Georgia Bulletin

The Newspaper of the Catholic Archdiocese of Atlanta


Annual Workshop Hones Children’s Voices

Published May 19, 2005

In February, 150 children who sing in choirs around the Atlanta Archdiocese gathered for a Saturday workshop with Paige Mathis, director of Young Singers of Callanwolde.

The daylong workshop, an annual event that began in 1997, ended with the children singing together as an archdiocesan children’s choir at the 5:30 p.m. Mass at Holy Spirit Church in Atlanta.

“The youth represent the future … More and more of the parishes have children’s choirs and I think this archdiocesan festival fostered it,” said Hamilton Smith, music director at the Cathedral of Christ the King in Atlanta. “It’s really a wonderful development.”

Smith is grateful for the work of Cathedral organist Timothy Wissler, Ph.D., who directs a Cathedral children’s choir for boys and one for girls. Wissler, who holds a doctorate in musical arts from the University of Michigan, initiated the annual workshop for children in grades four to eight. About 45 churches have a children’s choir or choir program; five or six churches participate in the workshop each year.

Children begin practicing about five songs and Mass parts at their individual churches and then come together at the workshop to polish their efforts and sing together. Guiding children in church music is both challenging and vital, musicians say.

“The future of singing in the church in large measure is going to be determined by what our young people experience,” Smith said.

Additionally “it’s a very special area to deal with young people’s voices, in disciplining them properly,” he said. “Wissler has done a wonderful job in training them properly, and these are young people who are going to be exposed to the best kind of music by Tim … (music) that has spiritual content. ”

Wissler said the workshop comes about because of many children’s choir directors. “It’s really the combination of all the different children’s choir directors from many parishes that makes it happen.”

“If children sing, adults sing, and singing children grow into singing adults,” he said. “We believe in active participation in the Mass. That also includes singing, so it was time.”

Linda Morgan, music director at St. Andrew Church in Roswell, established a children’s choir at her parish in 1983 before she was able to assemble an adult one. She is a founding committee member of the archdiocesan children’s choir workshop.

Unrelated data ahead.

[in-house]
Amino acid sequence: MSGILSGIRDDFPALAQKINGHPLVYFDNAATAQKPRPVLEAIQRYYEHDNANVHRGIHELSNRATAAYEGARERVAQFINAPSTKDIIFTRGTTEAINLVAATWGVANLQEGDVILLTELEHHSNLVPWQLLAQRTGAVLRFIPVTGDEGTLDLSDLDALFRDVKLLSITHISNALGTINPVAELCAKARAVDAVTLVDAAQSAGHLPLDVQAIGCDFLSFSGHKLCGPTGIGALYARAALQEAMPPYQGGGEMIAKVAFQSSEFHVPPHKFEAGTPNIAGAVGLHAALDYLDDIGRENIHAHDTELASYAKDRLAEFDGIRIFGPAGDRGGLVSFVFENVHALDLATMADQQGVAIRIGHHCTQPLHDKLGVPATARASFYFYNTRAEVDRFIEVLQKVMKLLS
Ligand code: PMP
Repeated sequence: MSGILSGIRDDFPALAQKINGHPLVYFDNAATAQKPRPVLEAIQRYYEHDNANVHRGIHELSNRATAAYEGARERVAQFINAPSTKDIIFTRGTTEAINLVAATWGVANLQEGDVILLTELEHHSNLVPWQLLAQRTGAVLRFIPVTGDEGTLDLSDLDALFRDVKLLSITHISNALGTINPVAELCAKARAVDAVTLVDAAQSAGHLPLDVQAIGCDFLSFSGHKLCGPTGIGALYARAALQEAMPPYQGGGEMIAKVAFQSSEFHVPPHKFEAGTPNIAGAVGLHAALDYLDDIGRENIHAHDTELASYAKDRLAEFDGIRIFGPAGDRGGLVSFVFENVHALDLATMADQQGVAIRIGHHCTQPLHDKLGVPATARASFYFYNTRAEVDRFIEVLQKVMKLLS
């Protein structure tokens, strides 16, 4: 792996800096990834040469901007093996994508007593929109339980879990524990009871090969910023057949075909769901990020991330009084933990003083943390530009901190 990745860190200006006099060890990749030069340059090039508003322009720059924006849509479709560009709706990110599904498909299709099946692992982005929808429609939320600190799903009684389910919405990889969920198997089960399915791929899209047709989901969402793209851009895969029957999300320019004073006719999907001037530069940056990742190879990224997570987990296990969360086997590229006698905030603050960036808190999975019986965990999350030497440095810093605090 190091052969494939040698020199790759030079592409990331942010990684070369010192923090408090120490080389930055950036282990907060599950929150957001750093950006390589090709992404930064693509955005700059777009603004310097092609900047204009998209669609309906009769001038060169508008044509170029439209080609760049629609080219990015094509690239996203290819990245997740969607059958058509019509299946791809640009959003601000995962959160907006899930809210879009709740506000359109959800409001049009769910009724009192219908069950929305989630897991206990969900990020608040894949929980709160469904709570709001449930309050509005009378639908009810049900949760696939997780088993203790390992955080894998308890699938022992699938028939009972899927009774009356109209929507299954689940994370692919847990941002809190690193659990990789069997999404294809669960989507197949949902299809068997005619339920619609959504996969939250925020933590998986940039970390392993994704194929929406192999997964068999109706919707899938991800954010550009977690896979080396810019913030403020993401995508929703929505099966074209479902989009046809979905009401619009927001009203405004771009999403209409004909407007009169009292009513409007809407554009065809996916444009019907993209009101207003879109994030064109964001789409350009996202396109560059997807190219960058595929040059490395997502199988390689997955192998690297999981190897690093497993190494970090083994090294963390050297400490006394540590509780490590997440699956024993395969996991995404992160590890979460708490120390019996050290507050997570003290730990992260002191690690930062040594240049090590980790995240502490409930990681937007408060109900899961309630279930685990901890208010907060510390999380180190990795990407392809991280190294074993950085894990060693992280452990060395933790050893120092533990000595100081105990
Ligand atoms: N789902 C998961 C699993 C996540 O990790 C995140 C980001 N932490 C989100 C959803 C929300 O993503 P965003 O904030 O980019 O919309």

“We try to get as many of our child choir members to go to this workshop (as possible). It’s to show the kids you’re not the only one singing, there are kids from all over the diocese doing the same thing you are and isn’t this neat,” Morgan said. “It kind of promotes good music skills for all the kids, and they take that back to their own choirs, and it lets them know they’re not alone in their music making.”

Next year the workshop will be led by Jennifer Langley, the artistic director and conductor of the Atlanta Youth Chorus.

Wissler also took a busload of 70 youth and parents from the Cathedral choirs to St. John the Baptist Cathedral in Savannah last November. They joined children’s choirs from across the Southeast, organized through the international Catholic organization known as Pueri Cantores, to sing Mass parts in Gregorian chant. St. Catherine of Siena Church, Kennesaw, and Mary Our Queen Church, Norcross, also brought their choirs.

“It was a weekend extravaganza. It was a lot of fun,” Wissler said. “It was quite thrilling to be with all these singers working on difficult music. It was a great space for singing.”

Wissler noted that choir participation not only helps children to sing but to see how music is composed, to count rhythm, and to interpret “what the text is saying about life as a Christian.”

He compares it to learning a dance as students progress step by step to become “fine singers” by the time they reach middle school.

“It is magic having kids sing, but it comes with a lot of work and discipline. You learn skills, and you get better … It’s a different expression of working as a team, and we’re doing it for Jesus,” he said. “We’re primarily there to serve the liturgy and to add to the prayer life of any parish or community.”